Nafisi’s 2003 book Reading Lolita in Tehran has been widely acclaimed. The book tells the story of Nafisi’s experience leaving Iran and returning to the country under the Islamic Republic of Iran. The novel depicts the Iran-Iraq war, her refusal to comply with oppressive compulsory veil laws, and teaching a group of women about Western literature at her book club. 

“The negative side of the American Dream comes when people pursue success at any cost, which in turn destroys the vision and the dream.”

Azar Nafisi, BrainyQuote
Reading Lolita in Tehran: A Memoir in Books
  • Azar Nafisi, Reading Lolita in Tehran: A Memoir in Books, paperback
  • Nafisi, Azar (Author)
  • English (Publication Language)
  • 400 Pages - 11/04/2008 (Publication Date) - Random House Trade Paperbacks (Publisher)

9. Shahriar Mandanipour, 1957 –

Shahriar Mandanipour is an award-winning Iranian novelist and Professor of Literary Arts at Brown University, where he teaches contemporary Iranian cinema and modern Persian literature. He also serves as a Professor of Practice at Tufts University. Mandanipour began his writing career at 14 years old and became a published short story author that same year.  

Mandanipour is well known for his literary work Censoring an Iranian Love Story, which tells the story of an Iranian affair between two young lovers across the web and explores themes of forbidden love with rich, dramatic language and dark, comedic flair. Critics have called the work a masterpiece of Iranian fiction. 

“Every writer has met with his words time and again. They have had frequent conversations. They have even flirted with each other. But there are those rare moments when the shadows and the naked bodies of the writer and the words, in one time frame of the story, in one setting of the story, are coupled. They become two lovers who have long known each other and who in their clandestine meetings have frequently concealed their longing for one another.”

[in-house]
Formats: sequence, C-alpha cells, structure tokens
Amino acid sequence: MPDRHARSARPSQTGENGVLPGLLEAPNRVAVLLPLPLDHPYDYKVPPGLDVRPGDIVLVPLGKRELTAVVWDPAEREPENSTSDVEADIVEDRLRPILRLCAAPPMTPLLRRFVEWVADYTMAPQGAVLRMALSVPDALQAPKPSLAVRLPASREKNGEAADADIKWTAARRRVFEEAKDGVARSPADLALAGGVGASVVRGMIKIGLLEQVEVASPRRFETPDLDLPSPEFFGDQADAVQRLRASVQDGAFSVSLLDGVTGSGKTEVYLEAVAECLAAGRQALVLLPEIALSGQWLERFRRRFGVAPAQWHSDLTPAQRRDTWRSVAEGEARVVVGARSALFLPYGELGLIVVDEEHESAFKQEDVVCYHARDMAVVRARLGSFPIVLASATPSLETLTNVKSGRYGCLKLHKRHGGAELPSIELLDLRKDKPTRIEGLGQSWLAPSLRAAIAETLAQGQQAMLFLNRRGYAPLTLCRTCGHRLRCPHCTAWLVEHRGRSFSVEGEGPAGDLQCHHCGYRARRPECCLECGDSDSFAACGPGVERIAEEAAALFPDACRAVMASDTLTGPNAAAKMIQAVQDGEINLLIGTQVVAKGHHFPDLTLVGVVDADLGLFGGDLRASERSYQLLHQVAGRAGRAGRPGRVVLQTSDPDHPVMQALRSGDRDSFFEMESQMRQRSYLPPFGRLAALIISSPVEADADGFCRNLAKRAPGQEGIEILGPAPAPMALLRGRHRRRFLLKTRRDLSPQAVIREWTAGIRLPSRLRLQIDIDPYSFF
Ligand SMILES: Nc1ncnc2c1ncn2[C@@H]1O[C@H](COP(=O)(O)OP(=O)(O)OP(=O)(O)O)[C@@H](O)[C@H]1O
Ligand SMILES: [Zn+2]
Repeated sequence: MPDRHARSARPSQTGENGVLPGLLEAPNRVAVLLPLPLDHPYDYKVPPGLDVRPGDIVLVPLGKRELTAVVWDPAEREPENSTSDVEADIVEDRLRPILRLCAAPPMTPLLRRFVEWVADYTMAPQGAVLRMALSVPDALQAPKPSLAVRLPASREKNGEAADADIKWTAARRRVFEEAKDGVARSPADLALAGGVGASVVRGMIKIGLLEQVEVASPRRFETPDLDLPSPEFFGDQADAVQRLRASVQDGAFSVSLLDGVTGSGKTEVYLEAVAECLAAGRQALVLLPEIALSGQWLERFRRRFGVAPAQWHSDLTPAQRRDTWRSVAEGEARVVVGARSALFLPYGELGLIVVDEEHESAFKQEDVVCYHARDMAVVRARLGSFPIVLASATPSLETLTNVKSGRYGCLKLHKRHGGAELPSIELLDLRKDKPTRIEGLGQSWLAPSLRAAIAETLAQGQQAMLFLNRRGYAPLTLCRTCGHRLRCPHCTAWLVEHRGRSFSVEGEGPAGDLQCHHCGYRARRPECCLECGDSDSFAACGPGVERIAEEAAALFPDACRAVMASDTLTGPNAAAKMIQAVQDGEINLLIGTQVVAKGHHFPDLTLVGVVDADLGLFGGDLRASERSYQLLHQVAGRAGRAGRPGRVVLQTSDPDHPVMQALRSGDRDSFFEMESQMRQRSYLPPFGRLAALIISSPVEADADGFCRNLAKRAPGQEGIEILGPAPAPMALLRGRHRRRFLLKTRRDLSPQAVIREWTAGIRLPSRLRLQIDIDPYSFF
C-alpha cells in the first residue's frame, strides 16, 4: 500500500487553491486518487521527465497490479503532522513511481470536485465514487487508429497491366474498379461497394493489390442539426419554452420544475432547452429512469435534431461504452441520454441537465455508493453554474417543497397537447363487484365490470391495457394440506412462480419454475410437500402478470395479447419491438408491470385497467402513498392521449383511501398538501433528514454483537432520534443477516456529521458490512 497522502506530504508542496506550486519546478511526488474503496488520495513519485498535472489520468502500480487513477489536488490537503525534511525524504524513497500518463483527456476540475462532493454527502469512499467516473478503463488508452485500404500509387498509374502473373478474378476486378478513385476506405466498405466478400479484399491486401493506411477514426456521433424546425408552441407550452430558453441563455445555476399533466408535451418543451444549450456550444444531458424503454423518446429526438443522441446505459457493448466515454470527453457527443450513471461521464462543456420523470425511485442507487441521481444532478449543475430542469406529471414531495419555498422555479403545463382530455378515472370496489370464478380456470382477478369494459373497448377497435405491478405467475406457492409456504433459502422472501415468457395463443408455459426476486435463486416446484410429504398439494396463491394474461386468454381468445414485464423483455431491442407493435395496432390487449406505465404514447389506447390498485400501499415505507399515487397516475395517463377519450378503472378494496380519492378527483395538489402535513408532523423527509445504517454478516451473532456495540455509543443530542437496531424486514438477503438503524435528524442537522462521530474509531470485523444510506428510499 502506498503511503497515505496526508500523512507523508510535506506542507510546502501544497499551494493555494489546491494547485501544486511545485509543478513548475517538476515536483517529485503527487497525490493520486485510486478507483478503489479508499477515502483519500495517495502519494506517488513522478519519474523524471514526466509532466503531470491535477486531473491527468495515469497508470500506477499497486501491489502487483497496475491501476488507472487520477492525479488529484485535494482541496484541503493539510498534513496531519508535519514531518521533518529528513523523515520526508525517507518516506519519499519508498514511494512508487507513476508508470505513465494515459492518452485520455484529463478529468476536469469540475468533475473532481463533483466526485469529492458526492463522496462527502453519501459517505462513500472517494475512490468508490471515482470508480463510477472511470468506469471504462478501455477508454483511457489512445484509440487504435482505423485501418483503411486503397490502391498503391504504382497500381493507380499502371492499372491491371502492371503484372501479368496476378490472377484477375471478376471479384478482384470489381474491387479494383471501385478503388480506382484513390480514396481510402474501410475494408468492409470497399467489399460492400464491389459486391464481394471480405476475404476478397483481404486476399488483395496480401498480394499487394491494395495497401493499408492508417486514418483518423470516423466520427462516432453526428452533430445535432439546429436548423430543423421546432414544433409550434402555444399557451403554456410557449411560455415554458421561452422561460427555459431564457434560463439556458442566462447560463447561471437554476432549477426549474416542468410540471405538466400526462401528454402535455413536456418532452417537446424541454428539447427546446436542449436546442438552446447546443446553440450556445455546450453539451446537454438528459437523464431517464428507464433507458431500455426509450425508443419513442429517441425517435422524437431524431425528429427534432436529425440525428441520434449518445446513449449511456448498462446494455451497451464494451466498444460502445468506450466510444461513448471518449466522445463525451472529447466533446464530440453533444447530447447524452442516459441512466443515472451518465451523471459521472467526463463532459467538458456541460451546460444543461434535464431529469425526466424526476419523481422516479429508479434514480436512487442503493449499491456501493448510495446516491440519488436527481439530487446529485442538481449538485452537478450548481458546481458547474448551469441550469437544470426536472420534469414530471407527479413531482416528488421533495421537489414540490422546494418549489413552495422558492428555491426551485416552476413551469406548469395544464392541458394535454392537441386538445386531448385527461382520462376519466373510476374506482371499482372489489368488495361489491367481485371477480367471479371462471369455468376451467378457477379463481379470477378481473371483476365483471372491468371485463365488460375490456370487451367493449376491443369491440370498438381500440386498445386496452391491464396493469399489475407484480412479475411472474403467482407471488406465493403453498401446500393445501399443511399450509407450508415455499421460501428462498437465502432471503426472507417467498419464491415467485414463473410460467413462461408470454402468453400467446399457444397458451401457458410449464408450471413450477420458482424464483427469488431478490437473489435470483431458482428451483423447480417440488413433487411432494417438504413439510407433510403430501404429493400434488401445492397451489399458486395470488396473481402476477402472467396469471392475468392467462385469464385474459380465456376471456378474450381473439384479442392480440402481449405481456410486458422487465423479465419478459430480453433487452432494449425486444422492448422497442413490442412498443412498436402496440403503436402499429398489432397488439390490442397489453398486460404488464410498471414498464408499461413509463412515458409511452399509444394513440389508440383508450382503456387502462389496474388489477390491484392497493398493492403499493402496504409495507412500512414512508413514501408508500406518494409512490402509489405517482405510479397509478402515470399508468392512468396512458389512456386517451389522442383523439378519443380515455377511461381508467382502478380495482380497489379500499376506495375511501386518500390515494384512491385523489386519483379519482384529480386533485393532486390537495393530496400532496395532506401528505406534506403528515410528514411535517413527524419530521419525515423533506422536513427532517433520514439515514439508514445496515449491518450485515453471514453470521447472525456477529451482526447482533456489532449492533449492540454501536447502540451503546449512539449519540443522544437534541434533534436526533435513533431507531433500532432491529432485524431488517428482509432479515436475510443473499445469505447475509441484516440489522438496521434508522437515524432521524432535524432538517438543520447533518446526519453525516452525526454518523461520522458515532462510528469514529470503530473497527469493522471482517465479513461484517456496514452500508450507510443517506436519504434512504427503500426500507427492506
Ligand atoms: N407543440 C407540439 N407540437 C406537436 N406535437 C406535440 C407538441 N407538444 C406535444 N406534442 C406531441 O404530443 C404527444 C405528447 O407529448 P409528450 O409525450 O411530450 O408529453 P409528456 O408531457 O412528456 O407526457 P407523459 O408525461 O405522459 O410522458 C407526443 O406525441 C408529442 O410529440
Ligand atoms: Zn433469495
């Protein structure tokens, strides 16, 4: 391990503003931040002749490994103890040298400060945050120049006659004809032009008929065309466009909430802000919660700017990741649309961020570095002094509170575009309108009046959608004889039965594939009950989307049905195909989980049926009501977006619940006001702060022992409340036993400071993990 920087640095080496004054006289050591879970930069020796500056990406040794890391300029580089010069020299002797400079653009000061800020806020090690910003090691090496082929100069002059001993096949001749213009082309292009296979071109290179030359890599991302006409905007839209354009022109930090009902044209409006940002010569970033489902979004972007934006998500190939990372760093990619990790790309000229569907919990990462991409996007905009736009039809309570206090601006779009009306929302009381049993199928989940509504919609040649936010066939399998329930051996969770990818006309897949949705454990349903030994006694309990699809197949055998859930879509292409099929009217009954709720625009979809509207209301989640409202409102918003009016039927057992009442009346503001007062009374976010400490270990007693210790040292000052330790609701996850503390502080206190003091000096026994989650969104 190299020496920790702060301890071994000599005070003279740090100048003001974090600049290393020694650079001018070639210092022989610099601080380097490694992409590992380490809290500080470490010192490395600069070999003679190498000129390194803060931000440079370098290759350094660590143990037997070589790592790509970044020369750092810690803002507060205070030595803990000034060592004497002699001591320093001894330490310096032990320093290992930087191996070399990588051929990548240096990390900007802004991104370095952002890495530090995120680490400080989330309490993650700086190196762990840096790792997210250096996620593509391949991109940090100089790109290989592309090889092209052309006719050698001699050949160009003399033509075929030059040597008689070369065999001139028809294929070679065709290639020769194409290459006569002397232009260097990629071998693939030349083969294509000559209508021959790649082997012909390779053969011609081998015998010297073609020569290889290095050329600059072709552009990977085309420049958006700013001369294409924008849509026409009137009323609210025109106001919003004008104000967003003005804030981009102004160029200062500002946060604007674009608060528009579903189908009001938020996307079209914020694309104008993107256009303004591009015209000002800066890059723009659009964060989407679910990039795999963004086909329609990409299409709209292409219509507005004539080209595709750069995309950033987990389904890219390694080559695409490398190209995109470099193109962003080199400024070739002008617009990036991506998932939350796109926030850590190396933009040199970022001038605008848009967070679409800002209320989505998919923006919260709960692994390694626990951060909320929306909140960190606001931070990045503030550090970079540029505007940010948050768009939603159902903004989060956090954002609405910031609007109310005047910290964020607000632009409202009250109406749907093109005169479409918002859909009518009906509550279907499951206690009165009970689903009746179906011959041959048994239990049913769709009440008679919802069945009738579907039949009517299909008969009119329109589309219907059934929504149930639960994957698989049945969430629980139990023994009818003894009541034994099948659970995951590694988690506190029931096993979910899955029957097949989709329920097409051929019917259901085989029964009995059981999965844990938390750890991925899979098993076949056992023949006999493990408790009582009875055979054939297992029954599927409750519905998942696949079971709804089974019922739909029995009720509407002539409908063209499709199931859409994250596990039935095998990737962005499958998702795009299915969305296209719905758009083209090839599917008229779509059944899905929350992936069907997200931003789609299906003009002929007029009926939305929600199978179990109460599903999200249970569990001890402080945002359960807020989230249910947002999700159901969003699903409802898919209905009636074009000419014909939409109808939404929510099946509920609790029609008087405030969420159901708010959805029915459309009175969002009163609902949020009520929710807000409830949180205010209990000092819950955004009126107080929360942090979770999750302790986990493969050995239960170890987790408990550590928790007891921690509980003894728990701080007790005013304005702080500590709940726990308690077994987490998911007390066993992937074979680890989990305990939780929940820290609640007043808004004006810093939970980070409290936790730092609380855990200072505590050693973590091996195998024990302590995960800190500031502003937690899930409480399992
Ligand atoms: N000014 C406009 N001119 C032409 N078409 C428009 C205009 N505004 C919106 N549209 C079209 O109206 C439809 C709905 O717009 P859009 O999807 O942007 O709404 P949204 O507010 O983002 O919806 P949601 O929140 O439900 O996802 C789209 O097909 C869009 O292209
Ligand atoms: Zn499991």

Shahriar Mandanipour, Goodreads
Censoring an Iranian Love Story
  • Amazon Kindle Edition
  • Mandanipour, Shahriar (Author)
  • English (Publication Language)
  • 305 Pages - 04/28/2009 (Publication Date) - Vintage (Publisher)

10. Forough Farrokhzad, 1934 – 1957

Forough Farrokhzad
Black and white headshot of Forough Farrokhzad

Forough Farrokhzad is a renowned Iranian filmmaker and poet and is considered one of the most important feminist voices in Iran and best authors of the 21st century. Her work often deals with themes of love, women’s rights, and social justice, which was banned for years following the Islamic Revolution for its frank discussion of feminism and protest.  

Farrokhzad died in 1967 at the age of just 32 due to an automobile accident. She is survived by her partner, Ebrahim Golestan, and her children, Kamyar and Hossein. Her most notable works include The House Is Black and The Rebellion, both of which deal with the struggles of the Iranian New Wave movement. These works continue to inspire Iranian women and feminists today.  

“What matters, is to cultivate and nourish one’s own positive characteristics until one reaches a level worthy of being a human.”

Forough Farrokhzad, Goodreads
The House Is Black
  • Factory sealed DVD
  • Forugh Farrokhzad, Ebrahim Golestan, Hossein Mansouri (Actors)
  • Forugh Farrokhzad (Director) - Forugh Farrokhzad (Writer)
  • English (Subtitle)
  • English (Publication Language)

11. Reza Aslan, 1972 – 

Reza Aslan
Photo of Reza Aslan smiling

Reza Aslan is an Iranian-American religious studies scholar, writer, and television host. As a young boy, Reza converted from Shia Islam to evangelical Christianity and eventually back to Islam, giving him many themes to work with in his books. 

Aslan produces the hit HBO drama The Leftovers and has hosted the television series Believer on CNN. He currently serves on multiple committees and associations, belonging to the International Qur’anic Studies Association, the National Iranian American Council, and the American Academy of Religion.  

Aslan’s book, No God but God, became a New York Times bestseller. In it, Aslan argues that the most common perception of Islam as a monolithic religion is incorrect. This book was followed by another New York Times bestseller, Zealot: The Life and Times of Jesus of Nazareth. In Zealot, Aslan tells the story of Jesus from a historical perspective versus a religious one, breathing new life into ancient texts. 

“A politician is a politician whether he’s wearing a suit or a funny hat.”

Reza Aslan, Goodreads

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12. Hafez, unknown – 1390

Painted portrait of Hafez

Hafez is a renowned poet from 14th-century Persia, known for his lyrical and spiritual poetry that focuses on love, wine, and mysticism. Hafez is considered one of the most important poets of the Persian literary canon, and his work has been translated into many languages.